*NO SPOILERS AHEAD*
“Avengers: Infinity War” is all about vision. The act. Not the character. That Marvel Studios and its president, Kevin Feige, had this movie in mind—or at least the idea of it—more than 10 years ago is a testament to their talents, strategy, and storytelling abilities. “Infinity War” took a decade to build – and it is a monument of modern-day moviemaking.
“Infinity War” has a tall task: not so much equal airtime for the eight superhero acts that led their own prior films or for the 25 A-list actors who helped make them but, rather, equal empathy. Traditional protagonist development is just not possible for a film of this scope, even with its two-hour and 40-minute runtime. So “Infinity War” does it by emphasizing none of them. Its story is for the one we know almost nothing about. The one who makes us care both for the heroes’ cause and even his own. The tallest of them all: Thanos (Josh Brolin).
Introduced in 2012’s “The Avengers” through Marvel’s staple end-credits scenes—the glue that binds its cinematic “universe” together—Thanos would be teased in later films but not fully fleshed out till now. And the purple people (def)eater was worth the wait. In attempting to collect the universe’s six “Infinity Stones,” elements of power already introduced in previous Marvel movies, Thanos has the most compelling story of any foregoing foe.
Filmmakers Anthony and Joe Russo wisely resist—for the most part—the previous “Avengers” director’s trademark tendency to treat genocide-seeking threats, like Thanos, with self-mocking jokes. After all, what’s a few laughs among friends when the world’s about to end? (Marvel’s “loss” would later become rival DC Comics’ loss when Joss Whedon co-directed the latter’s superhero ensemble, turning the once dark and harrowing into gags and parody.) In doing so, a Marvel series that has often felt lightheartedly cheap becomes a surprisingly emotional investment. Finally.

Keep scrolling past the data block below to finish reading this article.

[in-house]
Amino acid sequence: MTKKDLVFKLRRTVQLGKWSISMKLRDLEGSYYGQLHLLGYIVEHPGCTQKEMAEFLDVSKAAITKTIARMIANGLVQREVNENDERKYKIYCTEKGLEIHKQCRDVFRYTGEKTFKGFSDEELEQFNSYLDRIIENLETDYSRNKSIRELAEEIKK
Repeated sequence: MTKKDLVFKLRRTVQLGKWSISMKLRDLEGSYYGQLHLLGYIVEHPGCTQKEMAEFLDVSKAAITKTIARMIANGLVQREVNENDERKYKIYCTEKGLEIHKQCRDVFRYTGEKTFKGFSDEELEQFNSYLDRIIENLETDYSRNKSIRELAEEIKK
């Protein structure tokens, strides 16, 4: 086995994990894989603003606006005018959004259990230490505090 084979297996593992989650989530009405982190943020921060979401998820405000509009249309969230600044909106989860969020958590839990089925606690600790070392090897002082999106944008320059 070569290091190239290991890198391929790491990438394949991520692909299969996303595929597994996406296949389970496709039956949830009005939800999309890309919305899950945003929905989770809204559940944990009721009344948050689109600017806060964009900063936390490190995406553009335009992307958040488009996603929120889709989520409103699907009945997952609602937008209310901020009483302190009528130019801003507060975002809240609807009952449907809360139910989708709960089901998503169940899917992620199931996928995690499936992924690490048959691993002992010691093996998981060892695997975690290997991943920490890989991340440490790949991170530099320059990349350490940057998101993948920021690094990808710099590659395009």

In getting to this point, Marvel Studios—eventually acquired, and thus thematically influenced, by Disney—relied heavily on cookie cutters, stale segues, and fanboy Happy Meals (aka “Easter Eggs,” details only nerds or hardcore devotees would notice). The byproduct: McMarvel. But in giving Thanos an arc, the Russo brothers actually use—I can’t believe I’m saying this for a Disney Marvel movie—art.
Scenes in “Infinity War” are genuinely, eerily beautiful and more photographically memorable than practically everything that’s come before it. And in no way does it detract from what’s made Marvel almost insurmountably successful: family-friendly humor. “Infinity War” is funny. Really funny. And it’s not pandering, appealing-to-the-lowest-common-denominator, wink-at-the-audience humor either. It’s in-the-moment relief, akin to the original “Star Wars” trilogy or “Indiana Jones.” You laugh at the characters, not with them.
It’s a feat that takes great skill. After all, of course most everyone will get the joke if they’re in on it. “The secret to humor is in [the] surprise,” as Aristotle noted. The Russo brothers are no “Father(s) of Western Philosophy,” but they are graduates of Case Western. And the Cleveland natives are welcomed surprises to both the Marvel universe and cinema’s larger creative cosmos, even if it is looking increasingly like a Disney black hole sucking billions from moviegoers’ insatiable appetites for serial stories. But if it means more “Infinity Wars,” by all means, suck.
This film does what’s long overdue for the genre: “Lord of the Rings”-like grandness and sincerity. Of course, Marvel legend Stan Lee is no Tolkien, but who’s to say his material can’t be treated with the same degree of reverence? It’s far more compelling and fun to watch.
And “Avengers: Infinity War” is exactly that: an unbelievably engaging experience that succeeds on every front—except the affront that is Mark Ruffalo, the studio-selected replacement whose acting chops are about as green as his Hulk.
But the sins of the studio father shouldn’t detract from this mother of all Marvel movies. For “Infinity War” truly is a marvel of cinematic magnificence.
5 out of 5